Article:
Prior to testing, subjects participated in a 45-minute training session. The tasks included self-paced walking (dimly lit visual target positioned at eye-level beyond end of walkway), slow-paced walking (fixed pace of 50-60 steps per minute maintained by a metronome), walking with narrowed base-of-support (20.5 – 30 cm wide), and walking across foam (7.3 m walkway of 10 cm thick medium density Sunmate Foam, Dynamic Systems, Inc., Leicester, NC). Subjects typically completed a set of three trials with the display off (baseline) followed by sets with continuous and gated feedback. A fourth set of trials was performed with tactors off for the narrowed and foam surfaces. The gated display was occasionally omitted from the foam surface protocol because heel strikes were not consistently detected when subjects gingerly placed their feet on the walkway.

Post-processing was performed using MATLAB (MathWorks, Natick, MA). The IMU raw data was low-pass filtered using a 4th order Butterworth filter (filtfilt.m). Gait initiation and termination were excluded prior to calculating all parameters. The root-mean-square (RMS) of M/L and A/P tilt and overall sway was calculated over a fixed distance for each trial. Percentage of time spent in each of the tactor activation zones (null, low, high) was also calculated on a trial-by-trial basis. Pacing information was approximated from the number of hand-counted gait cycles and the sampling rate. Individual repetitions comprising sets of similar display configurations were averaged on a subject-by-subject basis for each locomotion task. Parameter values were normalized for each subject as the percentage change from baseline (tactors off), and paired t-tests determined the effect of each display.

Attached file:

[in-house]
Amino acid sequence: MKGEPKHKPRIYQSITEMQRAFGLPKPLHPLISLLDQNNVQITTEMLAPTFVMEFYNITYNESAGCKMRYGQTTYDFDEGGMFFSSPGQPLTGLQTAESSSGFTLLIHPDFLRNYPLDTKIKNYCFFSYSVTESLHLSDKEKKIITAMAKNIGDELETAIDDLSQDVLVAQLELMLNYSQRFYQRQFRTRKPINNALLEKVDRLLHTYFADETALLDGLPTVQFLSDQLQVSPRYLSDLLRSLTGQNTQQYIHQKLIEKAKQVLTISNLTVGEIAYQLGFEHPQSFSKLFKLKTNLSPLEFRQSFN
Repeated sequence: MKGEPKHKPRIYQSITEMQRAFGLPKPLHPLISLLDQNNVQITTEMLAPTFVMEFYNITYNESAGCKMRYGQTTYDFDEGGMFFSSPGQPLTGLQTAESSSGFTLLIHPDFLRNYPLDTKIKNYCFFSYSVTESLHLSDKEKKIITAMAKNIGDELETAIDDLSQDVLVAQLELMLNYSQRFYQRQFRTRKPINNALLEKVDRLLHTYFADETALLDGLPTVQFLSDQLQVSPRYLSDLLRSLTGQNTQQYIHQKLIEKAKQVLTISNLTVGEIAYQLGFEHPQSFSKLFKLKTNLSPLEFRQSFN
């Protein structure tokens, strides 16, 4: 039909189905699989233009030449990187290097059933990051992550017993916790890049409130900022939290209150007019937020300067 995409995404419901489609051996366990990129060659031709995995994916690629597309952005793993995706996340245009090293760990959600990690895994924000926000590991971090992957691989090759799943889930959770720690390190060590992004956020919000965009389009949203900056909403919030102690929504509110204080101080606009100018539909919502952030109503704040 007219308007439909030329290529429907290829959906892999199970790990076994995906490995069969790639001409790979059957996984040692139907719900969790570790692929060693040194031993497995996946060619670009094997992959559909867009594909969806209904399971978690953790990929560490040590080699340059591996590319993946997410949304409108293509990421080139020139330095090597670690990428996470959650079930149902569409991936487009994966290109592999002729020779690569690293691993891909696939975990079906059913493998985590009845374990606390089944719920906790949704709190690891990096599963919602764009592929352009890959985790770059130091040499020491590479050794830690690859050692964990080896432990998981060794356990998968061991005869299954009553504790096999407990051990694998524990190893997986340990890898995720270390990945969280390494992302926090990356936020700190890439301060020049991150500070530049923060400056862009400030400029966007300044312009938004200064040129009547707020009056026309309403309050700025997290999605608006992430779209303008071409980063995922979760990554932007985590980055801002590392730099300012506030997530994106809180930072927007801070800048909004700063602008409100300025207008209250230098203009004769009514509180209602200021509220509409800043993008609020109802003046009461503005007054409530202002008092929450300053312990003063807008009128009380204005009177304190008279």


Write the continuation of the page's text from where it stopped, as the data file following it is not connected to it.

Results

Figure 2 shows the data for subject 1. Without vibrotactile feedback (top panel), this subject showed considerable lean toward the side of his lesion (right); with feedback (middle and bottom panels) he decreased his M/L tilt. In both feedback conditions, he was able to stay within the high threshold of ±2° (the threshold ranged from 1.5° - 3.5° across subjects).
Figure 2

Sample data from subject 1 during self-paced walking showing M/L tilt with no feedback (top panel), continuous feedback (middle panel), and gated feedback (bottom panel).

No significant differences were observed between diagnostic groups, except for the percentage of time spent in the null and low zones combined during the walking with narrowed base-of-support task. UVH subjects had lower scores without feedback (p < .05) and greater improvements with feedback (p < .01) than their BVH counterparts. Due to the small number of subjects and the paucity of differences, the groups were pooled for the remaining analyses.